Pedestrians in Bangkok on May 21, 2020 (Mladen ANTONOV / AFP)

Non-medical masks can offer some protection against Covid-19, scientists say

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As Covid-19 cases surge in Thailand, claims that non-medical masks are ineffective in preventing the spread of the disease are circulating online. This is misleading: scientists told AFP that these masks offer some form of protection. The US Centers for Disease Control and Prevention (CDC) and World Health Organization (WHO) recommend non-medical or fabric masks for the general public.

This claim was posted here on Facebook on January 4, 2021.

“Non medical mask = masks that are not designated for medical use = cannot be used for disease prevention,” the Thai-language caption reads.

“Medical mask = sanitary masks that are for medical use = can be used for disease prevention, high performance.

“As for the Covid outbreak at the moment, if you keep social distance you can use non-medical masks. But if you enter high risk areas or crowded areas you must use medical masks”.

Screenshot of misleading Facebook post, taken on January 7, 2021

The post contains two photos of a box of disposable masks with a red circle around the text "Non Medical Mask".

Thailand suffered a new wave of Covid-19 cases after an outbreak at a seafood market last month, with infections detected in 53 of the kingdom's 77 provinces.

A similar claim circulated on Facebook here, here and here.

The claim, however, is misleading.

Mask types

The masks in the photo circulating online are non-medical masks. These single-use, disposal masks are recommended for use by the general public and are widely available in stores. These are not the same as surgical masks and N-95 respirators, which should be reserved for healthcare workers, according to the Centers for Disease Control and Prevention (CDC).

Fabric masks made from breathable material like cotton are also recommended for use by the general public. According to the CDC, “cloth masks not only effectively block most large droplets (i.e., 20-30 microns and larger) but they can also block the exhalation of fine droplets and particles (also often referred to as aerosols) smaller than 10 microns.”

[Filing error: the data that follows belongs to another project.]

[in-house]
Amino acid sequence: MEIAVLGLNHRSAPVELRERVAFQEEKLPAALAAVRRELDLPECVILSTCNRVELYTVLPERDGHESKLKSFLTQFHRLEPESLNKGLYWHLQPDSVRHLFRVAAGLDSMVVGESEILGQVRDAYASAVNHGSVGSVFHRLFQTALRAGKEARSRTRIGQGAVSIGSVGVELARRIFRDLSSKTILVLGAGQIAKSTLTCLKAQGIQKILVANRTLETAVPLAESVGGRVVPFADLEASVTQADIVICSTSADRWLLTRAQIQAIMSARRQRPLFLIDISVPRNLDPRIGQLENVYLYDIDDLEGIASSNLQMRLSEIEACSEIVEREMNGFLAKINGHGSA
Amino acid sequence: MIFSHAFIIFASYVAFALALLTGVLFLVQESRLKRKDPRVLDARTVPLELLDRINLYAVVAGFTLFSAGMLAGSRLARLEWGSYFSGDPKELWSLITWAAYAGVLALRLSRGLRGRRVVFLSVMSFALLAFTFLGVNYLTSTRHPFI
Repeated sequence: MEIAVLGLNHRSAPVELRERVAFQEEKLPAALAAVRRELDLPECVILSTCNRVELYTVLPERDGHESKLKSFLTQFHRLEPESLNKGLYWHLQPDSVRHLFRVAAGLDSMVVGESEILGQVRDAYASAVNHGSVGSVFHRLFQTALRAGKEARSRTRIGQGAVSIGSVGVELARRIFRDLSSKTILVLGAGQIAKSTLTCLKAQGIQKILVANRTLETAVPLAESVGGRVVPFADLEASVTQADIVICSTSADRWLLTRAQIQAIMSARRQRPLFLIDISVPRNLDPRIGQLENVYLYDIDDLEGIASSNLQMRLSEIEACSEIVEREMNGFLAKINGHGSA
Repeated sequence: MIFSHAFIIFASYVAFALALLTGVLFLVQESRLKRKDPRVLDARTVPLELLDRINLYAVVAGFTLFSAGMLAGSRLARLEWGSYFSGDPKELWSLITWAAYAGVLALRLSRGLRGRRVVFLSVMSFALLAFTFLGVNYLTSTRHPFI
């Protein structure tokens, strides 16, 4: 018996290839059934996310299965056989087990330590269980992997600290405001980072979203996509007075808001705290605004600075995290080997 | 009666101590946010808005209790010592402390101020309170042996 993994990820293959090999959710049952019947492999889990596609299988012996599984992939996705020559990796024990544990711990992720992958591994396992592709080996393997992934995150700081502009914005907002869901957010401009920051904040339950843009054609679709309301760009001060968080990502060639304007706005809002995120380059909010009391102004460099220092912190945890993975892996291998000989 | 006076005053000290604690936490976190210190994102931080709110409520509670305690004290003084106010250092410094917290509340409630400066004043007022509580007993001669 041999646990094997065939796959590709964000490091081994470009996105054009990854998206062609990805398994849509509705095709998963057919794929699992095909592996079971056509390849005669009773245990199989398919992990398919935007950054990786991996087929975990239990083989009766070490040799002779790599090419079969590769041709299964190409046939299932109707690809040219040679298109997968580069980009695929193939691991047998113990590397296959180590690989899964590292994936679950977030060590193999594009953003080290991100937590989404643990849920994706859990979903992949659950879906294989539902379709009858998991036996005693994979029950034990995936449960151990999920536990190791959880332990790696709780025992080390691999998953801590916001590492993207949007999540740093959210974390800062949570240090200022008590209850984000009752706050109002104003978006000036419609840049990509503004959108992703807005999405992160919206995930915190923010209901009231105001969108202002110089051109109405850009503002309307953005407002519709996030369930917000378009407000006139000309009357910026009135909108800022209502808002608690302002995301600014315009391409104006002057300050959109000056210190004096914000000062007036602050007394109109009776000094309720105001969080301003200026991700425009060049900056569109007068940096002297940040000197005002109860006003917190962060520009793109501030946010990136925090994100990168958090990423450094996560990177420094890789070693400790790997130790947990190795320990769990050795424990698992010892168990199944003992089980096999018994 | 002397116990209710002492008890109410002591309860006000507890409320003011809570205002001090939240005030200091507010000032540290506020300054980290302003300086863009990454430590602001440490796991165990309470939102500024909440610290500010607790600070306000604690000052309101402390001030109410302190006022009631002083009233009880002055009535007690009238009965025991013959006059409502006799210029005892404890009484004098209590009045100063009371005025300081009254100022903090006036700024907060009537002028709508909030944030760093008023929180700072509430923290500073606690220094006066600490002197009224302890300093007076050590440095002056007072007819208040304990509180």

Infographic on the different types of masks by the CDC

According to the World Health Organization (WHO), medical masks are surgical or procedure masks that are flat or pleated; they are affixed to the head with straps that go around the ears or head or both. Medical masks are rectangular in shape and comprise three or four layers. Each layer consists of fine to very fine fibres. These masks are tested for their ability to block droplets and particles.

On the contrary, non-medical masks or fabric masks are made from a variety of woven and non-woven fabrics, such as polypropylene. Non-medical masks may be made of different combinations of fabrics, layering sequences and available in diverse shapes.

'No guarantee'

Yong Poovorawan, professor of pediatrics at Chulalongkorn University in Bangkok told AFP that non-surgical masks “can be used to protect against viruses”, although “surgical masks perform better in protection and prevention of diseases”.

“You can try dripping a drop of water [on a surgical mask] and you can see that nothing is seeping through. However, there is no mask that can guarantee 100%,” he said in an interview on January 7, 2021.

“The best [prevention] method is to wash your hands and maintain social distancing.”

Theerawat Hemachuta, professor from the Faculty of Medicine at the same university said fabric masks offer some protection against coronavirus infection

“We must first understand that these viruses are generally transmitted through aerosol particles, like when we speak or cough. These aerosol particles are large enough to be caught on the fabric of the masks,” he said in an interview on January 8, 2021.

“No mask can offer 100% protection, even the surgical masks. But even non-medical masks do offer some form of protection to the general public and should not be dismissed as ineffective.”

A report published in July by researchers from the University of Pennsylvania and University of Cambridge said that “evidence continues to accrue that masks, including cloth masks, prevent onward transmission of infection”.

The CDC's website has more guidance on what kind of masks you should wear.